Thursday, December 22, 2005

Abundance and Responsibility

Inequity, which often occurs when individuals have an unusual abundance, is generally thought of as a bad thing. Indeed, many philosophies (especially political philosophies) are centrally concerned with minimising inequity.

What responsibilities do individuals have towards equity (or equality, if you prefer) and to what extent do the negative aspects of inequity reduce the positive aspects of abundance?

Ones position on society and individualism will often be the central issue when considering this question. Let us for the moment ignore situations where ones own abundance causes harm to others, and just look at the case of relative advantage.

Is pleasure any better depending on who experiences it? What reason do we have for preferring our own pleasure to the pleasure of others? If we had the power to allocate pleasure to others, on what basis would we distribute it? If pleasure is a scarce resource, do we have the right to experience more than other people?

I for one sometimes experience a curious feeling when I notice that other people are not happy despire an abundant situation, or are clearly pursuing strategies which are making them unhappy. (for example, not being ambitious at work but also being made unhappy by low wages) To what extent should one simple please oneself in the face of this?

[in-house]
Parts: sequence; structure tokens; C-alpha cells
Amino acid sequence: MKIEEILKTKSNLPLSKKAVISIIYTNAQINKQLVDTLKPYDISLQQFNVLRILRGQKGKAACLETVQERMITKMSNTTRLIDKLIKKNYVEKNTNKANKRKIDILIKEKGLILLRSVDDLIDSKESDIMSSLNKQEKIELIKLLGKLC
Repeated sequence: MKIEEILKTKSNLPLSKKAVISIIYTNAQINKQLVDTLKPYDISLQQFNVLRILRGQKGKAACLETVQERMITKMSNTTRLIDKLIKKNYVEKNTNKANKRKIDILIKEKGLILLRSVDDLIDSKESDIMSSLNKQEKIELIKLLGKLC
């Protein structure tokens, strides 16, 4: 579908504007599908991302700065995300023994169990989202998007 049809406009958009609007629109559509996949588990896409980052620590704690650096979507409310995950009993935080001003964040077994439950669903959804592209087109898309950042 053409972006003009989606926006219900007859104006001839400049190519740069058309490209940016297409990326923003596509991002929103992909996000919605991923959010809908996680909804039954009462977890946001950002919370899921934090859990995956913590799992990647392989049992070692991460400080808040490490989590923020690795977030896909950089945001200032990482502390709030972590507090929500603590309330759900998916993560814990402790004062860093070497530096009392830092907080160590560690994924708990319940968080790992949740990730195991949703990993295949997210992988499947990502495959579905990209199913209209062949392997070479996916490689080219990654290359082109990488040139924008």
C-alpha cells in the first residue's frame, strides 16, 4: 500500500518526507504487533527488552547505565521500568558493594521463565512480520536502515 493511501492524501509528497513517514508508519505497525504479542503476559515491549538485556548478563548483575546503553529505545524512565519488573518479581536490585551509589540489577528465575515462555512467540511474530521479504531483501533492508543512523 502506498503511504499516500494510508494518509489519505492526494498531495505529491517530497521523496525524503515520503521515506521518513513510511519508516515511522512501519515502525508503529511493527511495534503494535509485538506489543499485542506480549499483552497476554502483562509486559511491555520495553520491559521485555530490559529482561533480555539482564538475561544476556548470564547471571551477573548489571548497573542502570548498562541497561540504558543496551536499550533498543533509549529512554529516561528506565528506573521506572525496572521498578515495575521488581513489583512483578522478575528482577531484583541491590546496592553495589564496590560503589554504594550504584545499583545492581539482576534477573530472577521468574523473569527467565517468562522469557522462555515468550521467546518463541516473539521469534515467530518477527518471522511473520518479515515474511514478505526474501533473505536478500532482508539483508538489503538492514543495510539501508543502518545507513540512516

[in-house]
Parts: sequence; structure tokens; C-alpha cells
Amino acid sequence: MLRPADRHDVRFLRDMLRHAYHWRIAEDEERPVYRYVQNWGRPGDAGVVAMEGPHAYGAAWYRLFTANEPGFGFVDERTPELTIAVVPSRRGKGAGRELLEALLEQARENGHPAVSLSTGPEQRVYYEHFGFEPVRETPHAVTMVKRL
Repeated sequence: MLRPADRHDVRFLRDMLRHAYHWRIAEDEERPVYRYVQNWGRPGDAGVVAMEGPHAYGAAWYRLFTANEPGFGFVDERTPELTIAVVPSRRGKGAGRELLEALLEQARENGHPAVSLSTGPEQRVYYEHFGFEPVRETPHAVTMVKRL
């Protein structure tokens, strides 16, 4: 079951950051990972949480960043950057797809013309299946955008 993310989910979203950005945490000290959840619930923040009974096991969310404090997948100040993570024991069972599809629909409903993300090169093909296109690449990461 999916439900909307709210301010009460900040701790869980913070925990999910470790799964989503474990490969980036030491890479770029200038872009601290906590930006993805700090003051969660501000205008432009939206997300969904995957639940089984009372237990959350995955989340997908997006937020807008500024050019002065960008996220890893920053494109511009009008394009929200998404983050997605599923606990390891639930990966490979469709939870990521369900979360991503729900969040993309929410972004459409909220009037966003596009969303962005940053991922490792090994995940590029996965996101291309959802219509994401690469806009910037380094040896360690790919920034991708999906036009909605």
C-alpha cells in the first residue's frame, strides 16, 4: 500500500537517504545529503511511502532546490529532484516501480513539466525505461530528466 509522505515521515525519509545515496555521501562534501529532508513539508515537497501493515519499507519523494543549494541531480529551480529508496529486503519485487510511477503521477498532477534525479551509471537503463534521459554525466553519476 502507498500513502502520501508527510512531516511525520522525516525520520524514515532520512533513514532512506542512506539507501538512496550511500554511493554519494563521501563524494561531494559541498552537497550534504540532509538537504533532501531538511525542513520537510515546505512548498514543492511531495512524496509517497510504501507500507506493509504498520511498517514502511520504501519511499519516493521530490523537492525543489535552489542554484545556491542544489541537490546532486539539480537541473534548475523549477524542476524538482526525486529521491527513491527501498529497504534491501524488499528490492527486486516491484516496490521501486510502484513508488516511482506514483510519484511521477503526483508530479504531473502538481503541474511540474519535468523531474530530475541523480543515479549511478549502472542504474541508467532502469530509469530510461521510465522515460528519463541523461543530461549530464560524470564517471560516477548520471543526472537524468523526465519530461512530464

Some people will regard societal responsibility, but consider also the happiness of close friends and loved ones, whose welfare you care about. To what extent should one be indifferent to their achievement of pleasure, and pursue ones own to the greatest extent? If (for example) a close friend is needlessly miserable, to what extent should you ignore this or attempt to improve it?

This is the dilemma -- one has greatest power over ones own happiness, but when one is unhappy, it happiness seems most unattainable. When another person is unhappy, one is in fact relatively powerless to improve their situation, yet they themselves are most in need.

In some cases, the giving of affection or goods will help their situation, but this is by no means always true.

Where your own situation is abundant, but another is in need, the inequity of the situation seems to exacerbate the problem. Is your abundance itself a bad thing in that situation, or is the problem elsewhere?

Questions without answers.



Anonymous Anonymous said...

Very interesting thought has opened for me

5/17/2007 04:12:00 AM  

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